Two policies the government could use to help low-income households are:Here's my draft model answer.
- reduce regressive taxes (eg remove GST from basic necessities such as food and medical services)
- increase transfer payments to low-income households (eg increase the unemployment benefit)
- Explain why GST (Goods and Services Tax) is a regressive tax.
This is a trick question. The GST is not actually a regressive tax, or at least is not one in absolute terms. While it is true that, at any point in time, a poor person is spending more of his income on consumption than is a rich person, all earned income eventually is spent; when the earned income is spent, it is taxed. On a life-cycle understanding, consumption taxes are not regressive.I wonder how the NCEA graders would have handled that....
A progressive tax system is one in which the rich pay a greater fraction of collected taxes than their share of national income; a regressive one is one in which the rich pay a smaller fraction of collected taxes than their share of national income. A flat consumption tax, like the GST, is more regressive than the income tax because the income tax is relatively progressive. If it's the case that rich people spend more while abroad (exempt from GST), then GST becomes slightly regressive. However, GST applies to purchases of newly constructed goods and not to used goods (houses, cars and such); if the tax is not completely passed through to purchasers on the eventual second hand market, and if richer people are more likely to buy new goods rather than used ones, GST becomes slightly progressive.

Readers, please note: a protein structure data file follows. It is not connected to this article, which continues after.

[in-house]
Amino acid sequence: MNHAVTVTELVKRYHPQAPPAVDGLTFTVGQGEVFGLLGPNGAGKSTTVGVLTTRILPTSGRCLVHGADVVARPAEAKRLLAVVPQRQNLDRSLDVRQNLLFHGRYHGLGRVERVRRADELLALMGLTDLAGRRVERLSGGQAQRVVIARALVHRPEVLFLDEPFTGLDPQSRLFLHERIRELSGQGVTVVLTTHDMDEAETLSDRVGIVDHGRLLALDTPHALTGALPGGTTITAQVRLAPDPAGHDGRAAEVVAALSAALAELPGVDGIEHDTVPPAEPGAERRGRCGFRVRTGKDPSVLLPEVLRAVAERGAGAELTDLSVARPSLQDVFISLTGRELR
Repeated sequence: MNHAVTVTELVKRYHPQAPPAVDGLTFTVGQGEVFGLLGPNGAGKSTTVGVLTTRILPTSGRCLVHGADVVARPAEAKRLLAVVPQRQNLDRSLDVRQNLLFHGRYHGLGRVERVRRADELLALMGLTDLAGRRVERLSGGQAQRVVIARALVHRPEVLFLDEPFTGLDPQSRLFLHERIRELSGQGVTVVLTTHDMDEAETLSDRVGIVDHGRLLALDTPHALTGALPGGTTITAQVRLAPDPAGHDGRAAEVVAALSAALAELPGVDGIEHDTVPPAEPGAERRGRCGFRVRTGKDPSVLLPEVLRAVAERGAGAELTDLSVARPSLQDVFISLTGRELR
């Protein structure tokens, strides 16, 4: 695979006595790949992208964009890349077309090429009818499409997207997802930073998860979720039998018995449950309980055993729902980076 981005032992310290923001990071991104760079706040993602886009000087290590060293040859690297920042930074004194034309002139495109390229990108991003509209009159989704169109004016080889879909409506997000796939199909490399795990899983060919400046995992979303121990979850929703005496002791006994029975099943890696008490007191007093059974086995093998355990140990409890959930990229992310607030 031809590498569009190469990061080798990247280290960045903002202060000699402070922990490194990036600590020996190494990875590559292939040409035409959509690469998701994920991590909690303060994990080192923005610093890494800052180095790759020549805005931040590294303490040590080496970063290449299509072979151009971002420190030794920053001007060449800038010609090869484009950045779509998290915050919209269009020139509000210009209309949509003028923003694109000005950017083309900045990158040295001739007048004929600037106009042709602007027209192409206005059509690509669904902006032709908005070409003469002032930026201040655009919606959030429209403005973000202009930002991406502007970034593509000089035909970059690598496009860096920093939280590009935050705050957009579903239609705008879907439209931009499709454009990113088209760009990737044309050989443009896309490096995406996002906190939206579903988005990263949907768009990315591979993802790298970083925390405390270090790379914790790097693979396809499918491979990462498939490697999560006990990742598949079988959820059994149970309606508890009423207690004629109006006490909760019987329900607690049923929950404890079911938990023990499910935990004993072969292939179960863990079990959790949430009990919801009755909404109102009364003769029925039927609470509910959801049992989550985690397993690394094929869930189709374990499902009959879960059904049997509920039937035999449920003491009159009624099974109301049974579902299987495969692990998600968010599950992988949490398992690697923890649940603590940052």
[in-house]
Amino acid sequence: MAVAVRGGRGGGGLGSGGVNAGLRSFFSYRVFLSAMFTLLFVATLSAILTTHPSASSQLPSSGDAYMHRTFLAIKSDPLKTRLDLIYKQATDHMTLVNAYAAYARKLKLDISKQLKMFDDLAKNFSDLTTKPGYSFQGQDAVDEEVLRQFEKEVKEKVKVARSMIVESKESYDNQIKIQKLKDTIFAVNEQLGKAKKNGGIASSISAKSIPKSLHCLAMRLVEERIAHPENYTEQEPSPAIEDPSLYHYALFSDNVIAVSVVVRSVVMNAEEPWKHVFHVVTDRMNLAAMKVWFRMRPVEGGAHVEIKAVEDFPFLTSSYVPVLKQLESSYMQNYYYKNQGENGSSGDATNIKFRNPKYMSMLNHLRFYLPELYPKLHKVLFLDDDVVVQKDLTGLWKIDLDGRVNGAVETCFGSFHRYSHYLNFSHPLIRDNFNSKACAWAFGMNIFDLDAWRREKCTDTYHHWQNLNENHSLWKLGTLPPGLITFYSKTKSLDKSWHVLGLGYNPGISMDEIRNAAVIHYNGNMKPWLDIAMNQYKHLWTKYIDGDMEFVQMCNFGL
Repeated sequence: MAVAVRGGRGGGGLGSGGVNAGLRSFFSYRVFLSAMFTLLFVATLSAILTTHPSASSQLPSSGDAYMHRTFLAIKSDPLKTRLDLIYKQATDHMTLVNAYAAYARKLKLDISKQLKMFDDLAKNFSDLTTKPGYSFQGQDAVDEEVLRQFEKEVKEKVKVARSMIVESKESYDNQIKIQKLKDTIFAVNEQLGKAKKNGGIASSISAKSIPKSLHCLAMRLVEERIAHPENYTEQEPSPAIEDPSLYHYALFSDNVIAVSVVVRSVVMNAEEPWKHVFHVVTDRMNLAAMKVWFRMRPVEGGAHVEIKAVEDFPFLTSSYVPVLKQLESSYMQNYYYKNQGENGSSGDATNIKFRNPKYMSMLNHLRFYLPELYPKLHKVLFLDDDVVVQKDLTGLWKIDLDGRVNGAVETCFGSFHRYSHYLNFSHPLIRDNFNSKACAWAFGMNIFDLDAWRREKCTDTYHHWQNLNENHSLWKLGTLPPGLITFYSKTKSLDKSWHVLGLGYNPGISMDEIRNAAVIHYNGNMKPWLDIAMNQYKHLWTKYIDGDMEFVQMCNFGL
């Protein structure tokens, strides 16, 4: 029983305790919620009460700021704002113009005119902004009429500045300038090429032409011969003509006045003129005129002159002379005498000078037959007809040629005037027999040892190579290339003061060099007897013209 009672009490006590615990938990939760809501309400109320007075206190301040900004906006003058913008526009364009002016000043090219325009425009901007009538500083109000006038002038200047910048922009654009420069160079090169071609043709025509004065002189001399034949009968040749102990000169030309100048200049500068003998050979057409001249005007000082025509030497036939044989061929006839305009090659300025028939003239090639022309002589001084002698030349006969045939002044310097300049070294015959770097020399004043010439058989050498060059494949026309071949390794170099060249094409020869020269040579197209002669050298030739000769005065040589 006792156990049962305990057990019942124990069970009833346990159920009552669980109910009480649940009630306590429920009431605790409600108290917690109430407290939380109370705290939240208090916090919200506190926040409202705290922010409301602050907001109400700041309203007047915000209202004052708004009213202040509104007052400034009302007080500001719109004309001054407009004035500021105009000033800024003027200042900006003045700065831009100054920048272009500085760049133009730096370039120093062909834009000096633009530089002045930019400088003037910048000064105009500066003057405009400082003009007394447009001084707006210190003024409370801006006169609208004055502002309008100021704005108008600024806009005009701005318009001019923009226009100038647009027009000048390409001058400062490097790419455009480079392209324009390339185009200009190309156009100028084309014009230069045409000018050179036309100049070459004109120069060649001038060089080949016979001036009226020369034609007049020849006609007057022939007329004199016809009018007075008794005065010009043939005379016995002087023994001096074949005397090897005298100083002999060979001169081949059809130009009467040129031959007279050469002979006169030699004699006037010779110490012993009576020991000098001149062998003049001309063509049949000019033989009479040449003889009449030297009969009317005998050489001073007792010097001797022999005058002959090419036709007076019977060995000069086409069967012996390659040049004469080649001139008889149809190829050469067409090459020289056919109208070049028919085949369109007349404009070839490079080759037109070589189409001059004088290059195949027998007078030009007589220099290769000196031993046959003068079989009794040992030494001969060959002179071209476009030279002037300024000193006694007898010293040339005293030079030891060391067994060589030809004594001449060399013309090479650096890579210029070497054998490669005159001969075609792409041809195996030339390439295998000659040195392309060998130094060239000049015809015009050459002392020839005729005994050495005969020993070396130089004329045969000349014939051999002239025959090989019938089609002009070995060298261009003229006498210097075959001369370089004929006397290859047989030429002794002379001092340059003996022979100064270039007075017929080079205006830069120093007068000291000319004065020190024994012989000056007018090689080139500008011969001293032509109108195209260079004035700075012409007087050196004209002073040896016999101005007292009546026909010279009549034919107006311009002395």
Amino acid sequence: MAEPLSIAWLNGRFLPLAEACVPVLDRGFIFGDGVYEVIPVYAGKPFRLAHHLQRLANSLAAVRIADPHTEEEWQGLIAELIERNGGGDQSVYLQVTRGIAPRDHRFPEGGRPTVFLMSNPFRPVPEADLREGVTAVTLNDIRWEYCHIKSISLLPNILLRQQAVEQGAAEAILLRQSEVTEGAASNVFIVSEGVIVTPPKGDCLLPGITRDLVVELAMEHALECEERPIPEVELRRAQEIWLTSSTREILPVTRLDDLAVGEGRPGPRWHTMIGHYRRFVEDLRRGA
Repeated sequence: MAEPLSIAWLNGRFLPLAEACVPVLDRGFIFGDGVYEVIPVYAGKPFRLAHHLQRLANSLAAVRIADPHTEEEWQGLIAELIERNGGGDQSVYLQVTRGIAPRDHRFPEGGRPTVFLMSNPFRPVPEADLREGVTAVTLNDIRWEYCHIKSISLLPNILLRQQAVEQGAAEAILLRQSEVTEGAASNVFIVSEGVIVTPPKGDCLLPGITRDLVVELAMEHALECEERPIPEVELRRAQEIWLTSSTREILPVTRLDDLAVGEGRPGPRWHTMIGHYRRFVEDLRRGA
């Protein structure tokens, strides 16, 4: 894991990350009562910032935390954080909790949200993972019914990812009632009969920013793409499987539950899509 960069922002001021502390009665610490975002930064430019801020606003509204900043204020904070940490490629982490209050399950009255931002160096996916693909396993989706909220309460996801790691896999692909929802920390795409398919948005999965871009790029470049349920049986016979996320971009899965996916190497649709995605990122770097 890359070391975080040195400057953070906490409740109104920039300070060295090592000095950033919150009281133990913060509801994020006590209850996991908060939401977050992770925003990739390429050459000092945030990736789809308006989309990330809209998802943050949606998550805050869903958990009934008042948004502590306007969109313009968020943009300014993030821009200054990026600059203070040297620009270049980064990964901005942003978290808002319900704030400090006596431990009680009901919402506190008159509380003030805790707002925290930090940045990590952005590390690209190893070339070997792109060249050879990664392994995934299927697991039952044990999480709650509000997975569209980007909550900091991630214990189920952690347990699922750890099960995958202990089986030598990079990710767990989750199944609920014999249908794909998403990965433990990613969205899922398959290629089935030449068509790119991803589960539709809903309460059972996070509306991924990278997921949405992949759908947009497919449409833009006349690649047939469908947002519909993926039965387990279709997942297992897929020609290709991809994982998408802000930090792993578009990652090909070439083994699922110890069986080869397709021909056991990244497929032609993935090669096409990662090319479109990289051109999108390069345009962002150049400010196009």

Bottom line: the GST is only regressive relative to the progressive income tax system. Moving to greater reliance on GST relative to income taxes can be regressive if the income tax reductions are not designed to maintain the ex ante level of progressivity. Further, those moves benefit debtors relative to savers: those with higher levels of savings at the point of the switch in regime are taxed twice while debtors bought goods at low tax rates and get to pay back the debt with income that draws less tax. Since rich people tend to have greater savings than poor people, the move advantages poor people.